Minsk stages a comeback as a point for discussions on international security
Last week, Belarus hosted a high-level international conference on the prevention and fight against terrorism, organised by the Belarusian Foreign Ministry and the Organisation for Security and Cooperation in Europe Secretariat.
The conference brought more than 250 delegates from 46 states, including from the West. Within the framework of the event, OSCE Secretary General Thomas Greminger visited Minsk for the second time in a year (premiered for the Minsk Dialogue Forum in May). In his opening speech at the conference, Foreign Minister Makey reiterated Minsk’s proposal to hold a new large-scale international dialogue on security issues (the Minsk Process). Hence, Belarus continued her consistent efforts to picture herself as a focal point for discussing international security matters.
On October 10th, 2018, Deputy Foreign Minister Andrei Dapkiunas met with Latvian Ambassador to Austria, Director General of the Security Policy and International Organizations Directorate of the Latvian Foreign Ministry Edgars Skuja. The meeting focused on improving bilateral operational interactions of the border and customs services, as well as coordinated joint steps to modernise checkpoints at the Belarusian-Latvian border.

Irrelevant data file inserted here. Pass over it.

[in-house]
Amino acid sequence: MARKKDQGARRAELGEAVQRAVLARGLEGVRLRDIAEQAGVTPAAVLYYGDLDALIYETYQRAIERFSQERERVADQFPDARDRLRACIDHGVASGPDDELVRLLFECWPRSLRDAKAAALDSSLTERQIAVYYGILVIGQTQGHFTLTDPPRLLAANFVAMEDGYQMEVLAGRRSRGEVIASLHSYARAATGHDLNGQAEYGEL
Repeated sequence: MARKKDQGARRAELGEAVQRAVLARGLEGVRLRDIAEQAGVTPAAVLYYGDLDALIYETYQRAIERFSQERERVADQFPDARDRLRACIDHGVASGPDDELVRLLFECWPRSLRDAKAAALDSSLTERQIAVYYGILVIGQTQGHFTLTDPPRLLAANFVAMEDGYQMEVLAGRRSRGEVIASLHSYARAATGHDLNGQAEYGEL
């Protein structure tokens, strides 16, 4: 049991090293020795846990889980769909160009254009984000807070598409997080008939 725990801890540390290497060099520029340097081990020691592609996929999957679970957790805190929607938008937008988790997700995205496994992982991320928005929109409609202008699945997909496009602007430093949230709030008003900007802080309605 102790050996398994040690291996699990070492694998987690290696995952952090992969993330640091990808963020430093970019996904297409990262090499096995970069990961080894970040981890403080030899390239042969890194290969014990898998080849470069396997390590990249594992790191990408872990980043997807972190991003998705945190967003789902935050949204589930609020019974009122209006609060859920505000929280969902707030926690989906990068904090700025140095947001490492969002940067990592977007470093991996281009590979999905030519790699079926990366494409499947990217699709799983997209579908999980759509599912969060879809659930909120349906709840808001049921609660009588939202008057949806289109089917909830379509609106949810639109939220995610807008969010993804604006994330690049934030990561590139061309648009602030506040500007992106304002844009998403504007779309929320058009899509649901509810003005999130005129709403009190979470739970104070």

On the same day, Dapkiunas met with the head of the EU representation in Belarus, Andrea Victorin, to discuss main approaches and priorities of Belarus and the European Union at the 73rd session of the UN General Assembly. In addition, Dapkiunas and Viktorin discussed the implementation of a joint comprehensive action plan on Iran’s nuclear programme. As noted before, the US withdrawal from the “nuclear deal” on Iran created additional interest points for Minsk and Brussels for coordinated action.
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Situation in Belarus